Financial Seminars – A how-NOT-to guide …

Hosting financial seminars can be an excellent way to create new (and potentially profitable) client relationships. But missteps along the way can keep you from realizing the true power of the seminar. Here are some things to avoid.

1) Mis-Marketing.
Who do you want in the seats for this seminar? Qualified prospects. So before you begin marketing, you need to consider who you’re marketing to. What’s your target? Are you marketing in a way that will reach them primarily as opposed to, say, just anyone? Think of each chair as prime real estate. You want to fill those chairs, sure. But filling them with people who are unlikely to become “A” clients is counter-productive.

2) No contact.
When a prospect registers for your seminar – don’t just plan to meet them on the day of the event. CALL THEM. Confirm their attendance with an informal call, and use that as the first step in building a relationship. You want them to feel comfortable walking in. They should enter the room feeling like they would be welcome to come up to you and say “hi, we spoke on the phone” … not like a number in a crowd. Make them feel welcome from that first call, and solidify that in the time prior to the seminar. Get your ducks in a row ahead of time so you can spend those pre-seminar moments greeting your guests. The more you do to build a relationship and degree of comfort from the get-go, the more likely it becomes that you will be able to convert the lead later.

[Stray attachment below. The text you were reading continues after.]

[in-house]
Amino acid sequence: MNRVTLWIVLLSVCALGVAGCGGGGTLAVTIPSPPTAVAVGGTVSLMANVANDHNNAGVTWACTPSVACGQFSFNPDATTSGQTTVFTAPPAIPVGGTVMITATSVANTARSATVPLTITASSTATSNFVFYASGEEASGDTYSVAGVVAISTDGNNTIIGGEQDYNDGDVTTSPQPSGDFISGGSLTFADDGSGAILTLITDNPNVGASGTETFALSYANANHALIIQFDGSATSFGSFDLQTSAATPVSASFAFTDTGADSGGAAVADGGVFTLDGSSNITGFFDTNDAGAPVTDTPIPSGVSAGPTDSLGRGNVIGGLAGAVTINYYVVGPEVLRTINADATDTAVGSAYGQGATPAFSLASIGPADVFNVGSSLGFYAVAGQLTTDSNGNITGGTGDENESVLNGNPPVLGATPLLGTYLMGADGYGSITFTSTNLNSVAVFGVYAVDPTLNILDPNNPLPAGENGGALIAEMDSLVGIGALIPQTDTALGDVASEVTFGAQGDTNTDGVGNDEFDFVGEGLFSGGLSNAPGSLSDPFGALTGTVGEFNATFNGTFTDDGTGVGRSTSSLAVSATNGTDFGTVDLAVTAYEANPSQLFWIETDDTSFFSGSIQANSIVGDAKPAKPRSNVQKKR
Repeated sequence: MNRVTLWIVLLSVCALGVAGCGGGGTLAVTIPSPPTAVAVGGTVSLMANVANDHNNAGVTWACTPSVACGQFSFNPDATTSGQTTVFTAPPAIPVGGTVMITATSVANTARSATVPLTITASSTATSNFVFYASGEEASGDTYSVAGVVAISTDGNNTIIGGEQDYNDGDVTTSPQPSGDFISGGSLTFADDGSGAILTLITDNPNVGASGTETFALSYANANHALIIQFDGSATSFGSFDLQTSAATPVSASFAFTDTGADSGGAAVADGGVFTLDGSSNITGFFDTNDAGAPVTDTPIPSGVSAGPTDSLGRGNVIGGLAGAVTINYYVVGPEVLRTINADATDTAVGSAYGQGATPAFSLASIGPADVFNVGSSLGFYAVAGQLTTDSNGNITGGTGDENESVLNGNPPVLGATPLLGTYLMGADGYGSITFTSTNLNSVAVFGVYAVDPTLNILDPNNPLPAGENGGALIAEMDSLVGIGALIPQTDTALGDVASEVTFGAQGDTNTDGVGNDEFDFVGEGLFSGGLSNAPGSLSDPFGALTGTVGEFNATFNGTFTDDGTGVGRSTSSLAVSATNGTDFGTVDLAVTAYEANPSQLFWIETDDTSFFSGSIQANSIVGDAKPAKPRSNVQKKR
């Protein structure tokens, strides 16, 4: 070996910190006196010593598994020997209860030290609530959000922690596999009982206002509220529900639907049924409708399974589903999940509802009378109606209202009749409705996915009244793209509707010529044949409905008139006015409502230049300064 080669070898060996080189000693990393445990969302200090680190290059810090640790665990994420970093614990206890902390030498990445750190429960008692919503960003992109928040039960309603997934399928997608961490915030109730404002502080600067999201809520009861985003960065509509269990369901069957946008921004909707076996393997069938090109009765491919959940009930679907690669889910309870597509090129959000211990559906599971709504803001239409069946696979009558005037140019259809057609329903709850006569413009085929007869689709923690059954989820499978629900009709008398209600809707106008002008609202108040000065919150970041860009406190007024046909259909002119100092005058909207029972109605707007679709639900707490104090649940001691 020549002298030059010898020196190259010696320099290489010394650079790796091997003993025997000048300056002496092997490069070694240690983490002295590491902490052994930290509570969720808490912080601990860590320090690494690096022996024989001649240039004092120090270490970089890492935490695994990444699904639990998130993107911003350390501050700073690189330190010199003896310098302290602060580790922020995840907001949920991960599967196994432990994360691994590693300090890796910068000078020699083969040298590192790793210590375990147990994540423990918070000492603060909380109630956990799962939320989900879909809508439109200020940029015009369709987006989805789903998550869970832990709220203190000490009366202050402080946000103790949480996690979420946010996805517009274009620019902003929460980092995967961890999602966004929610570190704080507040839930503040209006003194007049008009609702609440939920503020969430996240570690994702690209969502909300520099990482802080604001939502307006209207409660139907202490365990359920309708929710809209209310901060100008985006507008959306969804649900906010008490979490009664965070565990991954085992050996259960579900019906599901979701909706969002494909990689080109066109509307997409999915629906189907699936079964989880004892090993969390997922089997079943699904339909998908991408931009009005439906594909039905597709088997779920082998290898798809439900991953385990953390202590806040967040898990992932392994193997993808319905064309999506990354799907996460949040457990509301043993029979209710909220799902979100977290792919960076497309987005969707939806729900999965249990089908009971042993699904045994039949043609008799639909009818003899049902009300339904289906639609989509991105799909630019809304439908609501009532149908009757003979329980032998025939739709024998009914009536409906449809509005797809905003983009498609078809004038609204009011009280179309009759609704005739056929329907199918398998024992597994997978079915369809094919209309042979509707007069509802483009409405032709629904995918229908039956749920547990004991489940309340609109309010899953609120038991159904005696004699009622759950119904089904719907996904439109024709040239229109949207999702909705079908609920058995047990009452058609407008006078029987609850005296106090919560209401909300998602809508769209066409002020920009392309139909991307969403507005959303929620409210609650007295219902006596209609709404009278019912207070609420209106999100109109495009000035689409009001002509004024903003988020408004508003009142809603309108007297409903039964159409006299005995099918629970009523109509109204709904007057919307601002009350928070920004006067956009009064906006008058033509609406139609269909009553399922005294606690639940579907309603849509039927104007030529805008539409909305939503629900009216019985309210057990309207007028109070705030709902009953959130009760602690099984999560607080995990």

3) No closure.
We all need closure – even at a seminar. Just waving goodbye and hoping for the best won’t do you much good. These are leads – CLOSE THEM. Ask people to stay after to speak with you or your assistant(s) and be sure to pass out feedback forms requesting an appointment. Be polite, but be sure to firmly ask for that appointment. If you’ve called them previously, greeted them on the day of, and given a compelling seminar … this should not be a difficult task. At the very least you should be able to get a dialogue going that may lead to a future appointment, if not right now. Be sure to let them know you’re there for them when they’re ready – even if they’re not ready yet. Give them your business card and invite them to call you if they have any questions. Remember – the best relationships are built for the long-term.

4) No follow-through.
EVERY attendee should receive a follow-up call. (The only exception to this is if you have been specifically asked NOT to contact them.) This is an important step, and one that should not be overlooked. You may find that someone who was not interested in setting up a meeting on the day of the seminar has, after letting the information marinade, become more open to the idea. Also important – contact anyone who registered but did not show up.

Avoiding these four key missteps can help you greatly increase the value and effectiveness of financial seminars.


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